We all have that favorite bedtime story, read by mom and dad every night. Thanks to the colorful illustrations the fairytale was brought to life. Often the names of the illustrators are shadowed by the author and his or her characters, but their contribution to the aesthetic sense of young listeners remains undisputable. The good illustration and the nice graphic design of a book are the first thing that attracts the reader’s attention.
A new, brave and talented generation of young Bulgarian illustrators has been growing up and making its way through life right now. Their artistic potential knows no boundaries; they use any modern drawing technique and create an up-to-date, unique image of classic literature characters.
A discussion held during the Sofia International Book Fair provided many examples that the new Bulgarian illustration has been developing as a factor of success. The audience also learnt more on the precision and responsibility, related to the work of an illustrator. At the same time Bulgaria’s publishers often tend to underestimate it.
“People tend to mix illustrations with graphic design, but the difference is huge. My personal impression as a publisher is that we have marvelous illustrators and few good book covers’ graphic designers,” says Manol Peykov, a representative of the Janet-45 prestigious Bulgarian publishing houses and adds:
“Today’s illustrators were born in the end of the 1980s. Lyuben Zidarov, aged 95, is the top artist in this field and then we have these two generations missing after him. The middle-aged generation is not there, as back in the 1990s those people scattered, looking for different ways to make their living – landscapes or monumental sculpture, graphic design etc. Once having stepped out of the book publishing sphere, they have cut the connection and so they remain as the lost generation. Now we have been trying to build things once again from scratch…”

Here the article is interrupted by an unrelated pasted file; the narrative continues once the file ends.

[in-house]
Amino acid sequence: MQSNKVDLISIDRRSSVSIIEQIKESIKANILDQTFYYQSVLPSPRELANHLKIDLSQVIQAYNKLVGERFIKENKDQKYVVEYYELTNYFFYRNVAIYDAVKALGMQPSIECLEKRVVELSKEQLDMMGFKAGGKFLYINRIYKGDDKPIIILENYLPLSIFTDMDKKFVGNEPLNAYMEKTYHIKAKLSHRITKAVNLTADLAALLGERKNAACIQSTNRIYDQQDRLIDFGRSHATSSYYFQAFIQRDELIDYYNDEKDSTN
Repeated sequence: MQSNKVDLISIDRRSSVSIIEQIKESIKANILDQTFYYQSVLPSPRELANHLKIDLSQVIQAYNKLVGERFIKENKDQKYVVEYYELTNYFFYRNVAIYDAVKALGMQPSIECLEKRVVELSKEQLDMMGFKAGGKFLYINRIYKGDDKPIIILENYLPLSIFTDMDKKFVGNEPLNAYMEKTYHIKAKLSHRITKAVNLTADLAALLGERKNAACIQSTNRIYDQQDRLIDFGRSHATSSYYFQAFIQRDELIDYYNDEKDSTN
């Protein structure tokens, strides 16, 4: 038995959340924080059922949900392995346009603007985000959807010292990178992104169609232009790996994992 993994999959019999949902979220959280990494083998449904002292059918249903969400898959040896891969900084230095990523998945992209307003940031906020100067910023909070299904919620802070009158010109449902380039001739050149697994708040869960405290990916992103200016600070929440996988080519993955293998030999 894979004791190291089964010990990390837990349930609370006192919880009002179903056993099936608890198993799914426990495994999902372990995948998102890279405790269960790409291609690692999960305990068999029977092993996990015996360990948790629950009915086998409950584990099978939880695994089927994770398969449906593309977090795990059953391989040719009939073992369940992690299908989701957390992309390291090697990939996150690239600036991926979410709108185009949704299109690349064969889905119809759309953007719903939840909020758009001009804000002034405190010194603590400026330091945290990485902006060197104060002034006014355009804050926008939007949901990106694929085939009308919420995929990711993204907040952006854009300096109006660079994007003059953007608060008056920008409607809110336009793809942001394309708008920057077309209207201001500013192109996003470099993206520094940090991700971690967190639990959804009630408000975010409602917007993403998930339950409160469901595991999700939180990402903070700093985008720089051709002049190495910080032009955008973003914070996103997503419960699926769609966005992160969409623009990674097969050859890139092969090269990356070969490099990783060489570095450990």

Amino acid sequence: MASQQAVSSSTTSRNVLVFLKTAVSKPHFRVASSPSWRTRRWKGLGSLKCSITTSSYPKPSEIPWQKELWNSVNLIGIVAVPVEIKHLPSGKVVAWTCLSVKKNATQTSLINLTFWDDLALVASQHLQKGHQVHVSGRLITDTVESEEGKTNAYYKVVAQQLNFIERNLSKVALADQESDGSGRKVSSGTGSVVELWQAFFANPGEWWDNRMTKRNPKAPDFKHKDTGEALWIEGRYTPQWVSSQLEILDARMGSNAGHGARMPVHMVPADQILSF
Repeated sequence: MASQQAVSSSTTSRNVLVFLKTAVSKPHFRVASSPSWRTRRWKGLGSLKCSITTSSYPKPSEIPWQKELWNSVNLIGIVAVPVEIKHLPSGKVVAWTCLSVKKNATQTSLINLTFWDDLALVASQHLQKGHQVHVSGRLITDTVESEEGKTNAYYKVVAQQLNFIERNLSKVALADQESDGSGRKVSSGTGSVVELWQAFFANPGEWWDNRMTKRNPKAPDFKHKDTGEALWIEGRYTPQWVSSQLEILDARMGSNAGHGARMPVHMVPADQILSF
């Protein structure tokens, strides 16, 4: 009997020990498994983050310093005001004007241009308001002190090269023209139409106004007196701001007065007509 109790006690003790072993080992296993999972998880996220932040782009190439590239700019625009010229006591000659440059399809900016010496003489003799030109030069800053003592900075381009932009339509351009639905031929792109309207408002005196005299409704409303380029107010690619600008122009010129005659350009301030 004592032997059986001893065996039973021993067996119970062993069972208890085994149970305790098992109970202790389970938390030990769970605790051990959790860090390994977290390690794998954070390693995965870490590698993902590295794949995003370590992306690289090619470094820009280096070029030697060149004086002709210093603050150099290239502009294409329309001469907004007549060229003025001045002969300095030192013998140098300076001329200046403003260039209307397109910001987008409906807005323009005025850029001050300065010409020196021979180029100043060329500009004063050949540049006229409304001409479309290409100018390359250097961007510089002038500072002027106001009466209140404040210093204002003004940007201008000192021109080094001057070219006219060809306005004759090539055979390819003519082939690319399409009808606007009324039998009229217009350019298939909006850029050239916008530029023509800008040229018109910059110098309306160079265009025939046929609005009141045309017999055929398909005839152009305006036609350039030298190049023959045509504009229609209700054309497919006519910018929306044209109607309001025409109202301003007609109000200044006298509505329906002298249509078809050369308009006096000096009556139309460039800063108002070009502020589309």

Milena Radeva is a representative of the youngest generation of illustrators. She has worked on the artistic design of children’s books and textbooks. She has contacted writers and publishers in the USA, Canada, Australia, Norway, England, Singapore etc. Now she has over 80 books around the world illustrated in her own style. This year Milena has defended successfully her PhD paper, subjected Bulgarian Artistic Illustration in the Period Early 1940s – Late 1980s. During the preparation process she discovered the information gaps in the archives, regarding the work of Bulgarian illustrators throughout the 20th century.
“Now the young generation takes its own path, as it doesn’t have the frames and restrictions of the past,” Milena Radeva says. “We don’t have the ideological frames, set by the Union of Artists, the publishing houses, the propaganda’s criticism, the political dogma etc. Now everyone may start to work, to look for a publisher, to set an exhibition – you don’t need a recommendation or connections. Internet is free and accessible for everyone. All you need is will. My PhD thesis covers the path of top Bulgarian illustrators. Things had been going upward to a certain point and after 1990 the trend went downwards. So, I came up with this idea to create a website, named Bulgarian Illustration, in order to be able to monitor what’s been happening with the Bulgarian illustrators nowadays. I want to fill in the missing information there. Everything published online cannot appear in the archives of the National Library or the State Archive – the two institutions in charge of memory preservation. At the same time I cannot find online information for a 1964 exhibition for instance.”
English version: Zhivko Stanchev